She is fourth on the team in scoring, averaging 8.3 points per game. Her 6.2 rebounds per game are second on the team to Jennifer George’s 9.6

Allen has connected on nine of her 27 threes this season. While beating her defender off the dribble is a strength for Allen, the ability to hit a jumper is something she knows keeps the defense honest.

“Just not giving the defense one way to guard us,” Allen said, describing the importance of a multi-faceted game. “They have to worry about us crashing the boards, they also have to worry about us hitting our perimeter shots, as well as getting to the basket. Just trying to keep them on their toes about everything.”

While her scoring and rebounding numbers are strong, Allen often sparks the team most with her quick hands. Her 34 steals on the season lead the team.

As a senior, her focus is not leading the team in any individual statistics, but leading them to more wins. To the NCAA Tournament.

After spending her first two collegiate seasons at Pensacola Junior College, Allen elected to transfer to Florida for her final two years of eligibility.

The 2010-11 season, her first at Florida, was a strong one for Allen. She appeared in all 35 games, including 16 starts.

In her first SEC Tournament, Allen was tied for a team-high in scoring at 12.5 points per game and rebounding at six per.

While the Gators made it to the postseason in the form of the WNIT, it was a season that left more to be desired for Allen. This season, she spoke about seeing more focus throughout the team as they fought to better their position for a more serious postseason run.

“This year, I sense more of an urgency of wanting to get in the tournament. Just to get a taste of that,” she said. “We were shy of it last year, so it was a hurt feeling to sit back and just watch all those teams go on, so it’s just more urgent for us this year. Especially with five seniors, with this being our last year, we’re valuing it more with each game.”

With 11 games left in the regular season including Thursday night’s contest against Alabama, it is yet to be determined whether this team will do enough to earn a tournament bid. If they do not, it will not be from a lack of effort from Allen and the other four seniors on the team.

“(We are) valuing our last chance here and just to be the first to get into the tournament in a long time.”

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With her team plagued by slow, turnover-filled starts game after game, Florida head coach Amanda Butler began tinkering with her team’s starting lineup.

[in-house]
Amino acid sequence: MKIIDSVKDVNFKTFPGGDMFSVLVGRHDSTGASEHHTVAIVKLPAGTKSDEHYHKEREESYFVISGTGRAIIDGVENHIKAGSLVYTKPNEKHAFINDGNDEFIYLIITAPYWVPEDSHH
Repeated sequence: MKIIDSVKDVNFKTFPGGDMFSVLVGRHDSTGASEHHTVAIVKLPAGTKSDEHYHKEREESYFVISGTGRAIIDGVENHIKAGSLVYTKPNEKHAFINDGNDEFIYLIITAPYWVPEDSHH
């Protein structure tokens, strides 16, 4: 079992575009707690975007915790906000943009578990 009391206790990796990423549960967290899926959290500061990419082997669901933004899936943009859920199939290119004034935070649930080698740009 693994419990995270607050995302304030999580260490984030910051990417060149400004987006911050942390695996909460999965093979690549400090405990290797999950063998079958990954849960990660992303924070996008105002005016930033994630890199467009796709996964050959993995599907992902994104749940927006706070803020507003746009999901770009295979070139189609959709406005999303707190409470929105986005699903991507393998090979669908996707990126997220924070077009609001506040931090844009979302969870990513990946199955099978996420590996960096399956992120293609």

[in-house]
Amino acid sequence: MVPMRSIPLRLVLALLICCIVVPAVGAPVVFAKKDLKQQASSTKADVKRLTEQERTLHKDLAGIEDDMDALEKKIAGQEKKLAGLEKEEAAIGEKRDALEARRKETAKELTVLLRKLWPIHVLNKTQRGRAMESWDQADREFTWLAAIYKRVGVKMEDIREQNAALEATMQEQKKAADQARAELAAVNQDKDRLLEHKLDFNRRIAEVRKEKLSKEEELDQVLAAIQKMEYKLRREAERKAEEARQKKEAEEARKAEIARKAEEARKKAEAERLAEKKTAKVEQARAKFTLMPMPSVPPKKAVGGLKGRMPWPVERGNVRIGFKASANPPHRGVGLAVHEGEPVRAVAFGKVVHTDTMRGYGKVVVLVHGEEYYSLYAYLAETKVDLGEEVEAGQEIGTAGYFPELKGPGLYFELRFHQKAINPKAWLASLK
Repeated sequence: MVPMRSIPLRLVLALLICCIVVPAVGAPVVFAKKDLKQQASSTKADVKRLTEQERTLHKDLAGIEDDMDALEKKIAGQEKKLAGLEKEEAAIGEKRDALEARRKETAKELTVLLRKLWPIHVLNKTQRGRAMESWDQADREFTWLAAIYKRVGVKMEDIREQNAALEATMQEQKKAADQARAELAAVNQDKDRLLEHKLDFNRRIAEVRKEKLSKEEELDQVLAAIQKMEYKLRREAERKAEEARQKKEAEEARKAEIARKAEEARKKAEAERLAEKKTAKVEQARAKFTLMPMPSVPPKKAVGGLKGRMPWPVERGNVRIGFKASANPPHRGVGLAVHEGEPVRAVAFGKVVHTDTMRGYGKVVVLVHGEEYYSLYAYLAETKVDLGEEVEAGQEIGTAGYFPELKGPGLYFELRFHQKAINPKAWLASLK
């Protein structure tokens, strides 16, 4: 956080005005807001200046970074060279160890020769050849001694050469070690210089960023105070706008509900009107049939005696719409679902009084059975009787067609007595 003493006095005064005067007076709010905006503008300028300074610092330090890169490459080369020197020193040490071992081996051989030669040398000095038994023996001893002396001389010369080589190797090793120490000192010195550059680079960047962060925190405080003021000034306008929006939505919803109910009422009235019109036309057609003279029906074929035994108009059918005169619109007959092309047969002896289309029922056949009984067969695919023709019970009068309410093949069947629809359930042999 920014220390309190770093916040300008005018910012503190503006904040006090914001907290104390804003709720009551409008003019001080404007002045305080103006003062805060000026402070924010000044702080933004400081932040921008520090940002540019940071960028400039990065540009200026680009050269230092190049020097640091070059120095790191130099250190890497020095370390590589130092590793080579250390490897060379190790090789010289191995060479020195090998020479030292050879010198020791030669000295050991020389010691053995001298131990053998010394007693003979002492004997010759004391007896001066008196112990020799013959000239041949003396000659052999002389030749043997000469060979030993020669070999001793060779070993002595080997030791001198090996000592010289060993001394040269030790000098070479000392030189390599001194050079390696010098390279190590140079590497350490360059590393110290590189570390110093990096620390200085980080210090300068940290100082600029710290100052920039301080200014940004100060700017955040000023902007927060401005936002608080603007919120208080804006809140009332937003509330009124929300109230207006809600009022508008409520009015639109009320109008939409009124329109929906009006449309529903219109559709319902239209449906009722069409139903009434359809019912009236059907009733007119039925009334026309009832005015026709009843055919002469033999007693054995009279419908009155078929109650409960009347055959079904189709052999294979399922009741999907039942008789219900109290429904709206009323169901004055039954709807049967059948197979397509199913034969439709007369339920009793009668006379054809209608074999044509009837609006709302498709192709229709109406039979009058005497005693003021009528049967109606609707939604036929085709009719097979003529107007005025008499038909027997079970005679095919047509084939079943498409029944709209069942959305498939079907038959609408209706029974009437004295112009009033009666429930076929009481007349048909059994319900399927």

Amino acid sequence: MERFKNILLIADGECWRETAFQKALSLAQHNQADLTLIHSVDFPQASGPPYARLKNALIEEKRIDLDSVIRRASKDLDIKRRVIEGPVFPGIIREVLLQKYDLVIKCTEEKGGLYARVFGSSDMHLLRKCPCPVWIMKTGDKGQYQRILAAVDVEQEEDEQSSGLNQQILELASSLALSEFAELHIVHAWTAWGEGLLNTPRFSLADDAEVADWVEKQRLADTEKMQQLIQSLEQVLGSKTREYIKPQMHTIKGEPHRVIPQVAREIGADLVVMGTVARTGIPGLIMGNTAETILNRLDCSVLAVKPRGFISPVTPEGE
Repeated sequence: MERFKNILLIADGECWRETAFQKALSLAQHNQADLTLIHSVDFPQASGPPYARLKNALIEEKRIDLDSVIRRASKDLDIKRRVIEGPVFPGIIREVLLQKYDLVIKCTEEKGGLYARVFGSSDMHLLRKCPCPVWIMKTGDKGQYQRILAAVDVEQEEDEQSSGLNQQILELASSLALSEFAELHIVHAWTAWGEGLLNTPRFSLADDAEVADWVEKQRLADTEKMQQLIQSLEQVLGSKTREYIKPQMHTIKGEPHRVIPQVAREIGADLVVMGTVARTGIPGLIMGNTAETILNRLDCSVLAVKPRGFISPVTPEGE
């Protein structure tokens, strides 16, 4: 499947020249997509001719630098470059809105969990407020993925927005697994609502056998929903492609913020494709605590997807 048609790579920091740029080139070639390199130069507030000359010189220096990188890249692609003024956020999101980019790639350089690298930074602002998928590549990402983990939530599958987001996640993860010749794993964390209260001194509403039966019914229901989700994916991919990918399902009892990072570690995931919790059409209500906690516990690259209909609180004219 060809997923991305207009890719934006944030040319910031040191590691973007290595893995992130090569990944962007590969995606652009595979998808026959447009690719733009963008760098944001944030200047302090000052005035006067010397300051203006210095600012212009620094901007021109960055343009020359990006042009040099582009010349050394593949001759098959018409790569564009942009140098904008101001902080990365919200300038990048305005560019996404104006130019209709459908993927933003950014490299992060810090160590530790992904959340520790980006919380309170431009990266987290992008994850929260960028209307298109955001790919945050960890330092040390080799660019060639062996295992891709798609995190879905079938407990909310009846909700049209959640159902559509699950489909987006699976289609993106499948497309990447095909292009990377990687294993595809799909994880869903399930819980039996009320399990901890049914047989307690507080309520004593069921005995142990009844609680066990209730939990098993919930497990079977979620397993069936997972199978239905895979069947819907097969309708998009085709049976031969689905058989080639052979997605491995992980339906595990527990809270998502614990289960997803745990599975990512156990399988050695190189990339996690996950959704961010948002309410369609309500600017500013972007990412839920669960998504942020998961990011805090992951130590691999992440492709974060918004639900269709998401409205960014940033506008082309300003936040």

For much of the season, the status quo had been Lanita Bartley, Jaterra Bonds and Jordan Jones in the backcourt, with Azania Stewart and Jennifer George anchoring the frontcourt.

With her team plagued by slow, turnover-filled starts game after game, Florida head coach Amanda Butler began tinkering with her team’s starting lineup.

For much of the season, the status quo had been Lanita Bartley, Jaterra Bonds and Jordan Jones in the backcourt, with Azania Stewart and Jennifer George anchoring the frontcourt.

However, the results were just not there. Winnable games early in conference play had been wasted by lackluster starts.

Butler began shuffling the lineup in the team’s game against South Carolina. Deana Allen was inserted into the starting lineup to replace a banged up Lanita Bartley.

In the team’s last two games against Georgia and LSU, Allen continues to find herself on the court for tipoff. Ndidi Madu has been alongside her in the starting lineup.

The combination of Allen and Madu in the lineup provides the team with a level of athleticism it otherwise lacks to start the game. This athleticism has led to more confidence opening up games.

“They’re a huge spark, you know, they both bring different things,” Jordan Jones said. “Obviously Ndidi is one of our best offensive players, and Deana is probably our most high-energy player. The last couple of games we lacked that energy at the beginning, so coach Butler tried to switch it up, and obviously it is working for us right now.”

Butler has insisted she will not commit to a particular starting lineup. More changes are likely to come.

While the mixing and matching may continue, one thing is for sure. The Gators are a better team when Deana Allen sees more time on the floor.

She has a unique talent set in that she has the ability to score points in bunches on the offensive end, while allowing the team to not lose anything defensively. Both teammates and coaches have lauded Allen for her rebounding ability on both ends, especially for a perimeter player.